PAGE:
Goal Stacking: Why You Should Only Start One Goal At A Time

At the beginning of the year, we tend to come up with a laundry list of new goals and that’s part of the problem. We are trying to do too many new things at one time. In our effort to make sweeping changes in our lives, no change gets made at all.

If I challenged you to learn 5 languages at the same time you would be overwhelmed. But if I said master Spanish first, and then Mandarin, and then French, and then Portuguese, and then Swahili, you would have a greater chance of success. When you study how people master multiple languages or instruments, they didn’t learn them all at the same time. They learned them one-by-one.

When you focus on one thing at a time and master it, three things happen:

1. You master the subject matter or skill

2. You master the process of mastery

3. You master yourself

While some languages have similar words and structures, that’s not where the advantage is in learning a second language. The real edge is in the 2nd and 3rd forms of mastery. Because you mastered the 1st language, you know what mastery requires and can apply that to the 2nd language which will accelerate how fast you learn it. And finally, because you’ve mastered yourself, you now know your learning style and what works best for you and can tailor your development accordingly.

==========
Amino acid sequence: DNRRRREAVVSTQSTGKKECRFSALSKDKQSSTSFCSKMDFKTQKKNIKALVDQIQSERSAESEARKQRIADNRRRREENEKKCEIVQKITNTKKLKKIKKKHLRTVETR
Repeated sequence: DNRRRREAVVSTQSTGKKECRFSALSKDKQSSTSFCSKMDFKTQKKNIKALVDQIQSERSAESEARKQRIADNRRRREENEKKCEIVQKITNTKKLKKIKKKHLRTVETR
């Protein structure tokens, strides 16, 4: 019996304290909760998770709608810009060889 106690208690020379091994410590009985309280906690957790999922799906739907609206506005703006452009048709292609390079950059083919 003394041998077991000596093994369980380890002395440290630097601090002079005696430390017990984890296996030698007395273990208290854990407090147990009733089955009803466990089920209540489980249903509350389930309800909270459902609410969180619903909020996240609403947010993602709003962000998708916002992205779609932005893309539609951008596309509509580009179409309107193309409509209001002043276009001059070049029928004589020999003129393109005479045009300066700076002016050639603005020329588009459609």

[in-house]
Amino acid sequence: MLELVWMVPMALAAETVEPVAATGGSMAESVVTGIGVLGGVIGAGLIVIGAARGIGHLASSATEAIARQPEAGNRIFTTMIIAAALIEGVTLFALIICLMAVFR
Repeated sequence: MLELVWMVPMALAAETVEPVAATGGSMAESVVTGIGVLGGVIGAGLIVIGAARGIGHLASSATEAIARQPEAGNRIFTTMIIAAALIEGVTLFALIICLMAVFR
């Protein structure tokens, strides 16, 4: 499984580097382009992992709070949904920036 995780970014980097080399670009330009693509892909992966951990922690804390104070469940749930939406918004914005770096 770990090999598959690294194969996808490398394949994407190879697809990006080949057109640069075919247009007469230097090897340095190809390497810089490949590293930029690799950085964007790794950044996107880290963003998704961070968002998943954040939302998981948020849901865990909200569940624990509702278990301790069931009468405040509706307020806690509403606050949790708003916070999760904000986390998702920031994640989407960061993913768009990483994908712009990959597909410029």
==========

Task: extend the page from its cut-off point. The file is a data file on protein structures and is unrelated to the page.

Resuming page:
This is why I believe in goal stacking. By goal stacking, I don’t mean stacking on as many goals as you possibly can in the New Year. I actually mean the opposite. By goal stacking, I’m suggesting that you add on one goal at a time.  I’m not saying that you should only “do” one goal at a time. I’m suggesting that you should only “start” one goal at a time.

On January 1st, you may write down all of your goals for the year, but on January 2nd, I want you to only choose one to focus on for the month. Throughout January, you will have to say “No” to your old ways of being to create space for the new goal you want to do and you’ll have a month to successfully integrate the new goal into your life before stacking on another one in February.

By the end of January, the new rhythm of your life will feel familiar. Your mental capacity to take on a new goal will increase throughout the month because you won’t have to think about going to the gym or writing daily—they will have become habit. Goal stacking gives you ample time to redesign your life piece-by-piece instead of trying to destroy and rebuild it in day.

For instance, in January, I may only focus on hosting a Guaranteed Goals group which I want to happen monthly throughout the year.

If I succeed at goal #1 in January, in February I will add on my financial goal.

If I don’t succeed at goal #1 in January, I will try again in February and push back all of my other goals one month because it’s likely that I’m not going to succeed at an additional goal if I didn’t succeed at my January goal.

And the process continues throughout the year.

Goal stacking also helps in that some goals are seasonal and some goals don’t take all year. For instance, growing a garden can only happen during certain months of the year or writing a book is expected to only take 6 months.

Through goal stacking, I’m certain that you will increase the probability of your success and accelerate your success even though it may feel slower at first.

Wishing you more happy hours,


P.S. This post is an excerpt from chapter 2 of Guaranteed Goals: How To Guarantee You Succeed At Any Goal You Set In Advance